Now I need a nailing gun worthy of this setup :)  Recommendations for a decent pinner?


  • Dyami Plotke said...

    I've had the same problem, though I came up with a different solution. I bought a Senco PC1010. It's a small compressor, but can easily run any trim nail gun. It's whisper quiet (my kids routinely sleep through it) and the rubber feet have never marred or stained a floor. At $125.00, it's a bargain too. I use a 3/8" coiled hose and the whole assembly of compressor, hose and gun stays nice and compact. I've toyed with the idea of the Lowe's tanks, but their running cost seemed too high.

    About nailers, almost all of my collection are old Porter-Cables. While I love them, I can't reccomend the current Black & Decker designed PCs. I have a modern Bosch brad gun and it's very nice. Though I've not used them, you may also want to check out Bostich & Senco, as I've head nice things about them. You may want to try FWW for a review.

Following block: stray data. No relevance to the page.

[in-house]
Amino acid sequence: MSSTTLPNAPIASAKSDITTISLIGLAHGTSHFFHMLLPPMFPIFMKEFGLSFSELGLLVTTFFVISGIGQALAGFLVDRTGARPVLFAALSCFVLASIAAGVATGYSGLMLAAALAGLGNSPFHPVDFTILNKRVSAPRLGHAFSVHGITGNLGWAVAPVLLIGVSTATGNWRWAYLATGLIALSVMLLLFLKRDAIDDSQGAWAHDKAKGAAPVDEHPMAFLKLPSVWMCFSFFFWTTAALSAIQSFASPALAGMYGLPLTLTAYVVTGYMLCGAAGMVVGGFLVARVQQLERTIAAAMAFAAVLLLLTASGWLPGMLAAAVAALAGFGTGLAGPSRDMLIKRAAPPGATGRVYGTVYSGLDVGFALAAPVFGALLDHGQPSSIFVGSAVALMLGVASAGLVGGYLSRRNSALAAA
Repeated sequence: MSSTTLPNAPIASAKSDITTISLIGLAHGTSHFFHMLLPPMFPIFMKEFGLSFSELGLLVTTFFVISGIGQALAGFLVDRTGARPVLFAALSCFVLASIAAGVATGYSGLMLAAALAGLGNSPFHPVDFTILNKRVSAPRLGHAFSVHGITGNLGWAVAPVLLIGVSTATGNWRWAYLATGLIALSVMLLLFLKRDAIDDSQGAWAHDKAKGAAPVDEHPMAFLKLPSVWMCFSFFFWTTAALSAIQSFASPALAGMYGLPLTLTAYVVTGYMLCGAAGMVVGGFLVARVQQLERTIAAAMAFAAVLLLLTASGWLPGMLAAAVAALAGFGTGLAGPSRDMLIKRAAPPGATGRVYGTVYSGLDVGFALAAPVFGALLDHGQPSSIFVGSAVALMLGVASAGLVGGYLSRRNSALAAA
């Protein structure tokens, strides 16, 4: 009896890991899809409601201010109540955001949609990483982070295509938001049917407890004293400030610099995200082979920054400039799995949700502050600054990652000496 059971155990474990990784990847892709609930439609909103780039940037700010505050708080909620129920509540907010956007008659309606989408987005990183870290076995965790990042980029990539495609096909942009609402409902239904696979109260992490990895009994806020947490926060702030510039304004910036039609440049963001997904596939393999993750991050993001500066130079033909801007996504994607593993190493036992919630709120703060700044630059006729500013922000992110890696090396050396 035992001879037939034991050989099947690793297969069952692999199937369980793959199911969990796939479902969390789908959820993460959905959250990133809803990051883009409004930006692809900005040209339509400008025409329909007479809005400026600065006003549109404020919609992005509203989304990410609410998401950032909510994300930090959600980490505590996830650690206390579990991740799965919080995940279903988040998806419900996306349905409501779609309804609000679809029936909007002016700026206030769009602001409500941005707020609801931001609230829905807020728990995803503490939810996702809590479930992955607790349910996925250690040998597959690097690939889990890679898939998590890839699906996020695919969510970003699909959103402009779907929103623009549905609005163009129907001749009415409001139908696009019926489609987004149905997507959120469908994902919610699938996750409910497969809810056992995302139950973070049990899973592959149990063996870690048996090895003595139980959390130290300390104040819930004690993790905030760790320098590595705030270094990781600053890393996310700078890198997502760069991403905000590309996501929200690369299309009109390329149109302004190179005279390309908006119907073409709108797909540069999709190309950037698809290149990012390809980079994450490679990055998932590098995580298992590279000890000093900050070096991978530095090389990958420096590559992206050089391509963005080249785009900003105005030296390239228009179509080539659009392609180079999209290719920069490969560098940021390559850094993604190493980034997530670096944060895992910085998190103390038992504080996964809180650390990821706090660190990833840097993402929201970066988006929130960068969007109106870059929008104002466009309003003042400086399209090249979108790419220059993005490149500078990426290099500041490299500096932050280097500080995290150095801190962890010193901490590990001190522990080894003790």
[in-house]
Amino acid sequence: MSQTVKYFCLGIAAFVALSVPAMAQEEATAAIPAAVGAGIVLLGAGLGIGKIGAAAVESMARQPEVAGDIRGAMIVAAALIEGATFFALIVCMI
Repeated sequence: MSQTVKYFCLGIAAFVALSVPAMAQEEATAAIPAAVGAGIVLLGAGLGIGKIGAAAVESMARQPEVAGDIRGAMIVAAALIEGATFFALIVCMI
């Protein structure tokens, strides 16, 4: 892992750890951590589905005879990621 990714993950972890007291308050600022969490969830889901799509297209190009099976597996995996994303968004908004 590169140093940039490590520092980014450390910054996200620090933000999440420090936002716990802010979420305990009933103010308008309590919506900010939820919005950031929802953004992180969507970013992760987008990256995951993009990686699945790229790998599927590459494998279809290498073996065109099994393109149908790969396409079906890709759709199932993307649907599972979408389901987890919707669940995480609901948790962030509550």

Happy nailing,

  • HalfInchShy said...

    I've heard that about modern PCs, which is why I was asking. FHB reviewed several recently; I have to find the issue and yes the Bostich and Sencos did well like you mention. I know Grex and Cadex made a good pinner that also does headless brads.

    The compressor is just a boat anchor for me. The one you mention would likely be infinitely better than the pancake I have since it is much lighter, but still a hassle for running around a room putting up crown molding or base molding. In the shop, though, it would definitely be nice.

    The Kobalt system does come in much more expensive, IMHO, than the Powertank because of the refills. Powertank's regulator is just a bit more expensive than the Kobalt (but doesn't freeze-out) and all it takes is one refill per bottle per year to save the cost of new bottles after 5 years.

    I'll let ya know what I find for nailers.

  • Unknown said...

    How about Grex? I use their pinner with the Kobalt setup and really like them. Lightweight and very accurate.


  • Unknown said...

    This comment has been removed by a blog administrator.